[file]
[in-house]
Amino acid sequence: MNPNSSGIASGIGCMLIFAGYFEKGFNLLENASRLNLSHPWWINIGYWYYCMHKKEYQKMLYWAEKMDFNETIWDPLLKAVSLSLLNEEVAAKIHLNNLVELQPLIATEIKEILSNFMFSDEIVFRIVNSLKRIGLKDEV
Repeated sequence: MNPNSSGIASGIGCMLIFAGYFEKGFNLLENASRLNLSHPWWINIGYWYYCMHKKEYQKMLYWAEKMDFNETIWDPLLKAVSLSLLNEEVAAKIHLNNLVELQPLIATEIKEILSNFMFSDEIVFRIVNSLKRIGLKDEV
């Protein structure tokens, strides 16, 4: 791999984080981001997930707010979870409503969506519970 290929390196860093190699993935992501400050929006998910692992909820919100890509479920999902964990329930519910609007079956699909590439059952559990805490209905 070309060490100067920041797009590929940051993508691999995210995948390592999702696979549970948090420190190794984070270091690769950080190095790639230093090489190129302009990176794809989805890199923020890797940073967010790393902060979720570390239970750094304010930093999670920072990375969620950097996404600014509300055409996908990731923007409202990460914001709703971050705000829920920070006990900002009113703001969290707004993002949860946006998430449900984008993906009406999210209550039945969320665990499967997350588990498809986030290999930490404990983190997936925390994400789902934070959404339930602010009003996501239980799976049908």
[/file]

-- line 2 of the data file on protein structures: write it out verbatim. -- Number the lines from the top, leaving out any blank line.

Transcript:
Amino acid sequence: MNPNSSGIASGIGCMLIFAGYFEKGFNLLENASRLNLSHPWWINIGYWYYCMHKKEYQKMLYWAEKMDFNETIWDPLLKAVSLSLLNEEVAAKIHLNNLVELQPLIATEIKEILSNFMFSDEIVFRIVNSLKRIGLKDEV